Postcard from Naples, Italy: The most bejeweled saint

164 rubies, 198 emeralds and 3,326 diamonds adorn the gold mitre created by Matteo Traglia in 1713 for a bust of San Gennaro

Gennaro, or Januarius, ascended through the ranks of early Christians to become Bishop of Naples. Unfortunately for him, this was during the time period when Emperor Diocletian was at his most testy. In the year 305, the bishop and some of his fellow practitioners were sentenced to be thrown to the bears awaiting them in an amphitheater. Legend claims the bears refused the proffered meal, so the emperor was forced to change their sentence to beheading, which proved more successful in achieving their martyrdom.

Later, San Gennaro’s remains were moved to catacombs in Naples that bear his name. But his remains no longer are found there. At some point, his body went elsewhere while his head remained in Naples. Finally in 1497 a cardinal in Naples, where Gennaro is the city’s primary patron saint, managed to regain the body and reunite them in a handsome crypt below the cathedral, which bears the name of San Gennaro as well.

Back in 305, one of San Gennaro’s followers salvaged two ampules of his blood after his beheading. Their whereabouts for the next thousand years or so are uncertain, but they surfaced and were secured in the church. Not surprisingly, the blood had dried up by then. But soon after, its caretakers observed it spontaneously liquifying.

Creating much excitement among the faithful, the liquification supposedly occurs to this day three times a year – on the Feast Day of San Gennaro, September 19; on December 26, the celebration of his patronage of Naples; and finally in May to mark the reunification of his body parts. Sometimes one of the ampules liquifies when visited by popes. This miracle failed to occur when Pope Paul II or Pope Benedict XVI arrived at San Gennaro, but supposedly an ampule half-liquified for Pope Francis, demonstrating San Gennaro’s strong support for his reign.

Survivors from several 16th-century disasters wanted to show their gratitude to the city’s patron saint and decided to erect a chapel adjacent to the cathedral to honor him. Citizens stepped forward to donate huge numbers of gemstones to commission appropriate tributes. One is a stunning necklace created by Michele Data in 1679; another is the jewel-encrusted mitre at the top of this post.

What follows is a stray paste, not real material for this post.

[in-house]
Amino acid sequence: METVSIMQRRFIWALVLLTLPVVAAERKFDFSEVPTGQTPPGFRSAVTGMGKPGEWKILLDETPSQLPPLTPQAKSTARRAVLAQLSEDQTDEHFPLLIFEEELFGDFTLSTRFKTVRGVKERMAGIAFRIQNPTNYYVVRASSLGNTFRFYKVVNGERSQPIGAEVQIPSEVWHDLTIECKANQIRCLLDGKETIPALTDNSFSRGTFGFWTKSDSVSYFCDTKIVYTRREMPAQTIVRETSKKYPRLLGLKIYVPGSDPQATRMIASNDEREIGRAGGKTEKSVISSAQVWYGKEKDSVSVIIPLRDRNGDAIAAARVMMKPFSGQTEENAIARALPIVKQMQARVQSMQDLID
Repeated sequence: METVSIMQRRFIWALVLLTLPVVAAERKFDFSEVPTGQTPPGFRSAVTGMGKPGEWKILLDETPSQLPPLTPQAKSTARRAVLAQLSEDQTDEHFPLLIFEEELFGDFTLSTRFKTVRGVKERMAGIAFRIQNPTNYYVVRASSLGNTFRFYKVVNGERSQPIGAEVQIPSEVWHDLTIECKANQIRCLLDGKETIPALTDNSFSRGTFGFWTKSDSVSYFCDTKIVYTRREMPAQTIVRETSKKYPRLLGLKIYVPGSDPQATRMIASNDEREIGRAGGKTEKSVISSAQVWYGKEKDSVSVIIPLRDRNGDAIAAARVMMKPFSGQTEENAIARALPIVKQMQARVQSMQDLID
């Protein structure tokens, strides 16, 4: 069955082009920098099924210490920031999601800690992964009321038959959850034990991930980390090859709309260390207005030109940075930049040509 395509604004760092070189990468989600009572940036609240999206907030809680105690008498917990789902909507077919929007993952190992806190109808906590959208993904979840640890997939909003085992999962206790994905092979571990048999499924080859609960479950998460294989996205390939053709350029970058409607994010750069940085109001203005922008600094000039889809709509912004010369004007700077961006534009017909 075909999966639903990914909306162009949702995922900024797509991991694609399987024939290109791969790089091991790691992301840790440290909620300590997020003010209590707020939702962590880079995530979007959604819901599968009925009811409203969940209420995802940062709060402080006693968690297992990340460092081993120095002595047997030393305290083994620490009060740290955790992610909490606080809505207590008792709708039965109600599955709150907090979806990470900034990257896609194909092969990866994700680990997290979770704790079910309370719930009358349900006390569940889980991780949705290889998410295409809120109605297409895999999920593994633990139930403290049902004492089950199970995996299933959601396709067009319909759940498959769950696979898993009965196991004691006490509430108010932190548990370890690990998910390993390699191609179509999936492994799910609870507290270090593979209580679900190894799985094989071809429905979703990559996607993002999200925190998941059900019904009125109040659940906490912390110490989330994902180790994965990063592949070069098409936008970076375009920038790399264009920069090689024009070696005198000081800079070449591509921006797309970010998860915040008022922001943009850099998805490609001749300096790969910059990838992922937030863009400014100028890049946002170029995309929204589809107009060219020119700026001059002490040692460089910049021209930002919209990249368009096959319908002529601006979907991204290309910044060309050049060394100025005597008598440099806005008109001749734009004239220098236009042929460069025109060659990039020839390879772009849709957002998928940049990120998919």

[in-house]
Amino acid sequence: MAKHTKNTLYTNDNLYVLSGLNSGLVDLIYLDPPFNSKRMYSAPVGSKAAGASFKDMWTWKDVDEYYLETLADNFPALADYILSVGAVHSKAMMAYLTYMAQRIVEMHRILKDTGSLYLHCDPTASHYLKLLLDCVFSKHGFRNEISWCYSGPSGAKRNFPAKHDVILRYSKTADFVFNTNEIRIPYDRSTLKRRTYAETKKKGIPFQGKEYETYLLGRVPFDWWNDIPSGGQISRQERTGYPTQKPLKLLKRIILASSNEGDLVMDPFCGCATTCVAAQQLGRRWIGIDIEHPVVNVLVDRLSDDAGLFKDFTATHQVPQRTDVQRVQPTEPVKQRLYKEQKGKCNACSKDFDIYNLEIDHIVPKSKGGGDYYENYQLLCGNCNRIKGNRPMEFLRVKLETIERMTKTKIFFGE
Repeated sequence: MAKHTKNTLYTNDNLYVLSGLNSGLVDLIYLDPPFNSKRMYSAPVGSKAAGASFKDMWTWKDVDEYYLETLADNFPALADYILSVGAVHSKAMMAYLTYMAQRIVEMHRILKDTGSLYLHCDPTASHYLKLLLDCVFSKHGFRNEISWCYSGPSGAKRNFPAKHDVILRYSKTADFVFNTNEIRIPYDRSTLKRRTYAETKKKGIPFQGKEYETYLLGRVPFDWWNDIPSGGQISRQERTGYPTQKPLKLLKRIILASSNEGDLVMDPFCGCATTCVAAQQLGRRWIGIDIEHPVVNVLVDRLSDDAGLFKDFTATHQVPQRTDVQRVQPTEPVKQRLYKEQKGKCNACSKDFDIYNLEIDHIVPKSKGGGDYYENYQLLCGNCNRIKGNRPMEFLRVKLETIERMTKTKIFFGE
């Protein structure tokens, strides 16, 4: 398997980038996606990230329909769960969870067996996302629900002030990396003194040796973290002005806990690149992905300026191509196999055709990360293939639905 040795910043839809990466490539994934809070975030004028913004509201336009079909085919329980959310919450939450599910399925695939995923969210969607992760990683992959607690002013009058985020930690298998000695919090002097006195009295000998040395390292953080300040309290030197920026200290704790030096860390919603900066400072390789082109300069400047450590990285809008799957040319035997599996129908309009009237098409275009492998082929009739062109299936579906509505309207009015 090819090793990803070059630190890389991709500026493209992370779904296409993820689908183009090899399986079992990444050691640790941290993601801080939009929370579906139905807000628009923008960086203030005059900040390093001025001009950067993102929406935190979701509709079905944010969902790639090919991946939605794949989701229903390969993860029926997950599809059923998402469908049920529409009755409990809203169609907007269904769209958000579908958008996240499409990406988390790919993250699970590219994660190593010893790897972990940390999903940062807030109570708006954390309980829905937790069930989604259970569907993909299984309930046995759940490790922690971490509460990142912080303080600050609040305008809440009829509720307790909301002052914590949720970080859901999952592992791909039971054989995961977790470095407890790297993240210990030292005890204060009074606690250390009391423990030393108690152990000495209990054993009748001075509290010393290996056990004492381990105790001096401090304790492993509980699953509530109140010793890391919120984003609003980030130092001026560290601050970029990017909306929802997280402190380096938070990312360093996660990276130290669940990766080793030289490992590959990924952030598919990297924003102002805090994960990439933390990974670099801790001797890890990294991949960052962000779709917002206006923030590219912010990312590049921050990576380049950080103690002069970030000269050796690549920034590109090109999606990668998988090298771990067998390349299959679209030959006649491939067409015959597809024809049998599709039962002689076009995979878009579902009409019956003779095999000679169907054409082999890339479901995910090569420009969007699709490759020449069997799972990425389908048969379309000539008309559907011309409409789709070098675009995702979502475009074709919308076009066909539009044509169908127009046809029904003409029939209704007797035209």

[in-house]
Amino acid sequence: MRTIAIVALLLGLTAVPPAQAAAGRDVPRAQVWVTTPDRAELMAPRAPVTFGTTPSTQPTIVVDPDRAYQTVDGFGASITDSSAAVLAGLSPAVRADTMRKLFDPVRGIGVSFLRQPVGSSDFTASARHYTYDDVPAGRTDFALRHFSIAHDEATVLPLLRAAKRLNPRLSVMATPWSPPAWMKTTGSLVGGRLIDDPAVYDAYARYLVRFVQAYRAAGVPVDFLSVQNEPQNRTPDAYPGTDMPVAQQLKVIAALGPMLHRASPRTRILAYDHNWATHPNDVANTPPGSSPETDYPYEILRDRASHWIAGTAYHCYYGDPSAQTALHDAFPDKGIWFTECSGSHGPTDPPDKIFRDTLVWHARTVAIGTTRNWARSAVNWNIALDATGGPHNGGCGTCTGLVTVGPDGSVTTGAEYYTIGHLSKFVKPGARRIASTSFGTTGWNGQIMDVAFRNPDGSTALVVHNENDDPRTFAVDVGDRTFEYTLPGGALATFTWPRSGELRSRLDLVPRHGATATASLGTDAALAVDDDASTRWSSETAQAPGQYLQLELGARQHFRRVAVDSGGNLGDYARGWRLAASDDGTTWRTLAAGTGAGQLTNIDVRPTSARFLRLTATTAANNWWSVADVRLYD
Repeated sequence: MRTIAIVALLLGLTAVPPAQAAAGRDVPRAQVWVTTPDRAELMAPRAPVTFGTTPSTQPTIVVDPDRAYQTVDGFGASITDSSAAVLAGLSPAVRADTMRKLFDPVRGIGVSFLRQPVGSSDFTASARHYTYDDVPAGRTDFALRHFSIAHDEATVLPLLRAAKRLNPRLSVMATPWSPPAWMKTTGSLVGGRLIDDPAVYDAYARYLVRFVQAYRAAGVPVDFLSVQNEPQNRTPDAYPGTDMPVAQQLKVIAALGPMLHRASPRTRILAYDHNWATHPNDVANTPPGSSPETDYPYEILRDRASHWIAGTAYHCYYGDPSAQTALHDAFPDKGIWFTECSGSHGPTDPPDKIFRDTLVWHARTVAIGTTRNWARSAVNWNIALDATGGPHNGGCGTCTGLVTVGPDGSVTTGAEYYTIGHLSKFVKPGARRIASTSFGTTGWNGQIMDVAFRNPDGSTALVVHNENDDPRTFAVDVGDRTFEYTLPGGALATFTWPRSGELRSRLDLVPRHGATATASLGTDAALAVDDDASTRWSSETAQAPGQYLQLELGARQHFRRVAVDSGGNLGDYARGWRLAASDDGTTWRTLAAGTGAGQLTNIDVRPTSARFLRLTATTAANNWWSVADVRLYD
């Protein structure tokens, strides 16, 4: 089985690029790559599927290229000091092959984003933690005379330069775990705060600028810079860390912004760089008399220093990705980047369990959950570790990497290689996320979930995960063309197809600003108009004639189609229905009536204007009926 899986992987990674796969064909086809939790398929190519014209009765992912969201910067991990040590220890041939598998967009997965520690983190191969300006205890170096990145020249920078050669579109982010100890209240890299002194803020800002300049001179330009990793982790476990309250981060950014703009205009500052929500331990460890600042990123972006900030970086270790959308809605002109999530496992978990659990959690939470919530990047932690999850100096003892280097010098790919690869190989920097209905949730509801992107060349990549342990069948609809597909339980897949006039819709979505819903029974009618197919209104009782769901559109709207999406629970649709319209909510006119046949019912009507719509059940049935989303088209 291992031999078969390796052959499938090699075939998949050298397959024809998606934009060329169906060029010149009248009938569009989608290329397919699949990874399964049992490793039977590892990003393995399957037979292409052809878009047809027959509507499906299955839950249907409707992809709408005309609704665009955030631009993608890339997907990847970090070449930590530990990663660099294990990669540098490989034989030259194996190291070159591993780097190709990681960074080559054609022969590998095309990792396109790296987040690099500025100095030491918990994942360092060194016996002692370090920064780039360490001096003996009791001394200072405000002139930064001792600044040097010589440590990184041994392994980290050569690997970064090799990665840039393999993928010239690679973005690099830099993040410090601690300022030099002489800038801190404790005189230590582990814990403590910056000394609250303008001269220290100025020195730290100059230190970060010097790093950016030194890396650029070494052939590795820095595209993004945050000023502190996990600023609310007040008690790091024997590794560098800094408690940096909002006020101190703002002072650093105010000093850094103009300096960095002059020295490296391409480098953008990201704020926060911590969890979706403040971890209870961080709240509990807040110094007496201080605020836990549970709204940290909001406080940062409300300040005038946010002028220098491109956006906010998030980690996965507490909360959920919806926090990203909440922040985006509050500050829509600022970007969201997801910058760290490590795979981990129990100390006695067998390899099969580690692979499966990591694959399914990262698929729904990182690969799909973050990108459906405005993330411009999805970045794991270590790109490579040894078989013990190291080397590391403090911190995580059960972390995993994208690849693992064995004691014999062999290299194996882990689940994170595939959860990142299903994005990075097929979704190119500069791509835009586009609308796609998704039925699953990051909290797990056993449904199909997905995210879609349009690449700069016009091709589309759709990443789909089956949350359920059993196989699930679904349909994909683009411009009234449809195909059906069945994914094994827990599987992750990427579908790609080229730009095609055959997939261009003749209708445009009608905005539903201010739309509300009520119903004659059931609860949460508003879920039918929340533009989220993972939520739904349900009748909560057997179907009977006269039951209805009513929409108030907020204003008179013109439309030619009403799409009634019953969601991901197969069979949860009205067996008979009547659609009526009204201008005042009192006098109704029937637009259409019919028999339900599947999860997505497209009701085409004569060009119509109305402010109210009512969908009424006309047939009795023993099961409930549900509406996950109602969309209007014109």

Additional treasures were accumulated to add to San Gennaro’s treasures. Major silver statues of saints among them.

The unusual aspect of the Treasures of San Gennaro is ownership. They belong to the citizens of Naples themselves, not the Catholic Church. They escaped confiscation by the state of Italy when it was unified. Periodically rumors spring forth the Vatican is trying to get control of them, sparking major protests in Naples, one as recent as 2016.

Sorry, so distracted by the shimmering jewels that have neglected to make much mention of the Cathedral of Naples, Cattedrale di San Gennaro, itself. The initial construction of the cathedral was commissioned by King Charles I (see earlier post) but was not completed until the 14th century. Mosaics from the 4th century are found in an adjacent baptistry predating the cathedral.

Postcard from Naples, Italy: Frisky gods frolicked in the buff

Artemis of Ephesus, Goddess of Fertility, 2nd Century

In the mid-1700s, Charles III of Bourbon (1716-1788), King of Naples, began exploring the towns buried by Vesuvius and combined some of those finds with works of art he moved from palaces in Rome and Parma he inherited from his mother, Elisabeth Farnese (1692-1766), Queen of Spain. His son, Ferdinando IV (1751-1825), moved the treasures into a building that originally was a 16th-century riding school and later the university. Today the structure serves as the National Archaeology Museum or Museo Archeologico Nazionale di Napoli (MANN).

The mosaics from Pompeii were my favorite part of the museum, but, unfortunately the galleries containing the largest mosaics were closed temporarily for renovation. No photos appear here of the outside of MANN because it was completely covered by scaffolding, possibly removed by now.